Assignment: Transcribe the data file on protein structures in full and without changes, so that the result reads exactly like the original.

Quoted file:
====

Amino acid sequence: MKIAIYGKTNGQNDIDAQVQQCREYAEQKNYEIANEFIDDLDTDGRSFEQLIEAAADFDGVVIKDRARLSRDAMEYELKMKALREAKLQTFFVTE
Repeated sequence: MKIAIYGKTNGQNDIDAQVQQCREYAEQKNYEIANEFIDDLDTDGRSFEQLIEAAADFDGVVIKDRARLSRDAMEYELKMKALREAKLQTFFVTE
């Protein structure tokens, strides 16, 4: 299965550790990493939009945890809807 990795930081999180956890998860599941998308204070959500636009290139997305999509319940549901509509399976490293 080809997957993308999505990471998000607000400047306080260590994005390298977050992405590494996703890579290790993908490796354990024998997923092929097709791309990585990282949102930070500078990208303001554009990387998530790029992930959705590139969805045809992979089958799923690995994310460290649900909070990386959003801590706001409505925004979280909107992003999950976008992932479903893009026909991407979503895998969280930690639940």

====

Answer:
Amino acid sequence: MKIAIYGKTNGQNDIDAQVQQCREYAEQKNYEIANEFIDDLDTDGRSFEQLIEAAADFDGVVIKDRARLSRDAMEYELKMKALREAKLQTFFVTE
Repeated sequence: MKIAIYGKTNGQNDIDAQVQQCREYAEQKNYEIANEFIDDLDTDGRSFEQLIEAAADFDGVVIKDRARLSRDAMEYELKMKALREAKLQTFFVTE
């Protein structure tokens, strides 16, 4: 299965550790990493939009945890809807 990795930081999180956890998860599941998308204070959500636009290139997305999509319940549901509509399976490293 080809997957993308999505990471998000607000400047306080260590994005390298977050992405590494996703890579290790993908490796354990024998997923092929097709791309990585990282949102930070500078990208303001554009990387998530790029992930959705590139969805045809992979089958799923690995994310460290649900909070990386959003801590706001409505925004979280909107992003999950976008992932479903893009026909991407979503895998969280930690639940």